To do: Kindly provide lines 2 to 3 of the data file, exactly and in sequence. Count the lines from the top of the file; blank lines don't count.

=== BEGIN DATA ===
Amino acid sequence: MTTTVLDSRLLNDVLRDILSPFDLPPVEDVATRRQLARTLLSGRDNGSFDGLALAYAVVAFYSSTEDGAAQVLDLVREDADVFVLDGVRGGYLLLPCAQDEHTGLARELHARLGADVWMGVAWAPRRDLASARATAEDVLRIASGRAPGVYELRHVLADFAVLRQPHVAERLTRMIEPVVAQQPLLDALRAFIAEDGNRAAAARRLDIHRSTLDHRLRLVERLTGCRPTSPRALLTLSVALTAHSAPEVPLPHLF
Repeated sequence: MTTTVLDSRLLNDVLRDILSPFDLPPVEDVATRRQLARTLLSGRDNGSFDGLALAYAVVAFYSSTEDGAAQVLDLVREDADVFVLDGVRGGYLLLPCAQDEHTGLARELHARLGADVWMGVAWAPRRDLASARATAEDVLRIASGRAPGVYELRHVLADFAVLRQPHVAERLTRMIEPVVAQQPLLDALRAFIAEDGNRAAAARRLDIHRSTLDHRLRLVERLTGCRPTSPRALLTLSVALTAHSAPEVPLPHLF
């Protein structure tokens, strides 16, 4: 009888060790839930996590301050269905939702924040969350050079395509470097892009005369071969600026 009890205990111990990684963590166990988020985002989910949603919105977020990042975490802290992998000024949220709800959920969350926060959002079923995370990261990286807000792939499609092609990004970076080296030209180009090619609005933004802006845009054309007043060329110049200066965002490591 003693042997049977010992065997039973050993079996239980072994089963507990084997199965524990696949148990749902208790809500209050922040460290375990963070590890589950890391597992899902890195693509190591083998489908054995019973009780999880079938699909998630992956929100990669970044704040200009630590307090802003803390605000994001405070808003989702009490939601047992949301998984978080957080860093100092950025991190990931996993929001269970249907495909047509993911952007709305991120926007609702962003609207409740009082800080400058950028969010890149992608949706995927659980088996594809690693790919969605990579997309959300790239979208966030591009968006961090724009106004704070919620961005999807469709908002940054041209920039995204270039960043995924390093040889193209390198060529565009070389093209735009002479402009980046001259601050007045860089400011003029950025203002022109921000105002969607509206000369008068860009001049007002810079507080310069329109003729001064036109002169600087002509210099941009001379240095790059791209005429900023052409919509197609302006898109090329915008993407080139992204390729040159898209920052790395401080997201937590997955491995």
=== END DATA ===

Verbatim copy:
Repeated sequence: MTTTVLDSRLLNDVLRDILSPFDLPPVEDVATRRQLARTLLSGRDNGSFDGLALAYAVVAFYSSTEDGAAQVLDLVREDADVFVLDGVRGGYLLLPCAQDEHTGLARELHARLGADVWMGVAWAPRRDLASARATAEDVLRIASGRAPGVYELRHVLADFAVLRQPHVAERLTRMIEPVVAQQPLLDALRAFIAEDGNRAAAARRLDIHRSTLDHRLRLVERLTGCRPTSPRALLTLSVALTAHSAPEVPLPHLF
């Protein structure tokens, strides 16, 4: 009888060790839930996590301050269905939702924040969350050079395509470097892009005369071969600026 009890205990111990990684963590166990988020985002989910949603919105977020990042975490802290992998000024949220709800959920969350926060959002079923995370990261990286807000792939499609092609990004970076080296030209180009090619609005933004802006845009054309007043060329110049200066965002490591 003693042997049977010992065997039973050993079996239980072994089963507990084997199965524990696949148990749902208790809500209050922040460290375990963070590890589950890391597992899902890195693509190591083998489908054995019973009780999880079938699909998630992956929100990669970044704040200009630590307090802003803390605000994001405070808003989702009490939601047992949301998984978080957080860093100092950025991190990931996993929001269970249907495909047509993911952007709305991120926007609702962003609207409740009082800080400058950028969010890149992608949706995927659980088996594809690693790919969605990579997309959300790239979208966030591009968006961090724009106004704070919620961005999807469709908002940054041209920039995204270039960043995924390093040889193209390198060529565009070389093209735009002479402009980046001259601050007045860089400011003029950025203002022109921000105002969607509206000369008068860009001049007002810079507080310069329109003729001064036109002169600087002509210099941009001379240095790059791209005429900023052409919509197609302006898109090329915008993407080139992204390729040159898209920052790395401080997201937590997955491995």